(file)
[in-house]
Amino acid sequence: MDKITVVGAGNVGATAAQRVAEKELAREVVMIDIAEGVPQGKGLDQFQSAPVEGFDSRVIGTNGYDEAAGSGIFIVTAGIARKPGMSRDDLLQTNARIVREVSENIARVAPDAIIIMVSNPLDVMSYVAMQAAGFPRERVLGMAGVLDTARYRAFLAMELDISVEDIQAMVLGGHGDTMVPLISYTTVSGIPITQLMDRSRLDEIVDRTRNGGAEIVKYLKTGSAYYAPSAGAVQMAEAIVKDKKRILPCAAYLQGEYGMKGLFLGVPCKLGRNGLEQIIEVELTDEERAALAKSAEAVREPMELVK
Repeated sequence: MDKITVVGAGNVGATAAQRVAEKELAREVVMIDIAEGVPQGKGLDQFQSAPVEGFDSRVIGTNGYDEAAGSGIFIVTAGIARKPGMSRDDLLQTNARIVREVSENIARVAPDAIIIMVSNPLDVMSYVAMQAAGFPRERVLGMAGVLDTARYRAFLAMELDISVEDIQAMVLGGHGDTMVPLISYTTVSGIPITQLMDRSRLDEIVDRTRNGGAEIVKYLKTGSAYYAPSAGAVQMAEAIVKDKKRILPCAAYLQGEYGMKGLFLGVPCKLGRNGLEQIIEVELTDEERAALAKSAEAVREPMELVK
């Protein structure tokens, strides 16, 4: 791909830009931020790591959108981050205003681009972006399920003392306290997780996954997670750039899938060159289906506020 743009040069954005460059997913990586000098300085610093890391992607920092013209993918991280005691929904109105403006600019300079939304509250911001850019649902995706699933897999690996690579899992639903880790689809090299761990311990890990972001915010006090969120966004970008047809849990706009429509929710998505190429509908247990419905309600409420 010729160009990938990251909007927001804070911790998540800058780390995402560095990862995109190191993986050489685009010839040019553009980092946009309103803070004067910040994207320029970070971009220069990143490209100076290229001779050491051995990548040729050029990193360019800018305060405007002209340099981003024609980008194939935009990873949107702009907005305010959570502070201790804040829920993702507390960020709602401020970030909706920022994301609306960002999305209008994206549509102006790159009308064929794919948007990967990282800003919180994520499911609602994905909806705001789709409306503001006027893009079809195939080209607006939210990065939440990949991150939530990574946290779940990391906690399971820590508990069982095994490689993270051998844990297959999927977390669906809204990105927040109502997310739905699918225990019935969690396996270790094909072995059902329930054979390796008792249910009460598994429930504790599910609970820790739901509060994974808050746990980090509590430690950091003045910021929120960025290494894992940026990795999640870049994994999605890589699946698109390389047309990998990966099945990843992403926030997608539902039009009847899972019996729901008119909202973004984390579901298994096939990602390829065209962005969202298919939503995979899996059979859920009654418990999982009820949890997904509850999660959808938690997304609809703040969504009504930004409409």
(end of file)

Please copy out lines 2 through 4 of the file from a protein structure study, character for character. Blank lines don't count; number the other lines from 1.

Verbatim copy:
Amino acid sequence: MDKITVVGAGNVGATAAQRVAEKELAREVVMIDIAEGVPQGKGLDQFQSAPVEGFDSRVIGTNGYDEAAGSGIFIVTAGIARKPGMSRDDLLQTNARIVREVSENIARVAPDAIIIMVSNPLDVMSYVAMQAAGFPRERVLGMAGVLDTARYRAFLAMELDISVEDIQAMVLGGHGDTMVPLISYTTVSGIPITQLMDRSRLDEIVDRTRNGGAEIVKYLKTGSAYYAPSAGAVQMAEAIVKDKKRILPCAAYLQGEYGMKGLFLGVPCKLGRNGLEQIIEVELTDEERAALAKSAEAVREPMELVK
Repeated sequence: MDKITVVGAGNVGATAAQRVAEKELAREVVMIDIAEGVPQGKGLDQFQSAPVEGFDSRVIGTNGYDEAAGSGIFIVTAGIARKPGMSRDDLLQTNARIVREVSENIARVAPDAIIIMVSNPLDVMSYVAMQAAGFPRERVLGMAGVLDTARYRAFLAMELDISVEDIQAMVLGGHGDTMVPLISYTTVSGIPITQLMDRSRLDEIVDRTRNGGAEIVKYLKTGSAYYAPSAGAVQMAEAIVKDKKRILPCAAYLQGEYGMKGLFLGVPCKLGRNGLEQIIEVELTDEERAALAKSAEAVREPMELVK
């Protein structure tokens, strides 16, 4: 791909830009931020790591959108981050205003681009972006399920003392306290997780996954997670750039899938060159289906506020 743009040069954005460059997913990586000098300085610093890391992607920092013209993918991280005691929904109105403006600019300079939304509250911001850019649902995706699933897999690996690579899992639903880790689809090299761990311990890990972001915010006090969120966004970008047809849990706009429509929710998505190429509908247990419905309600409420 010729160009990938990251909007927001804070911790998540800058780390995402560095990862995109190191993986050489685009010839040019553009980092946009309103803070004067910040994207320029970070971009220069990143490209100076290229001779050491051995990548040729050029990193360019800018305060405007002209340099981003024609980008194939935009990873949107702009907005305010959570502070201790804040829920993702507390960020709602401020970030909706920022994301609306960002999305209008994206549509102006790159009308064929794919948007990967990282800003919180994520499911609602994905909806705001789709409306503001006027893009079809195939080209607006939210990065939440990949991150939530990574946290779940990391906690399971820590508990069982095994490689993270051998844990297959999927977390669906809204990105927040109502997310739905699918225990019935969690396996270790094909072995059902329930054979390796008792249910009460598994429930504790599910609970820790739901509060994974808050746990980090509590430690950091003045910021929120960025290494894992940026990795999640870049994994999605890589699946698109390389047309990998990966099945990843992403926030997608539902039009009847899972019996729901008119909202973004984390579901298994096939990602390829065209962005969202298919939503995979899996059979859920009654418990999982009820949890997904509850999660959808938690997304609809703040969504009504930004409409």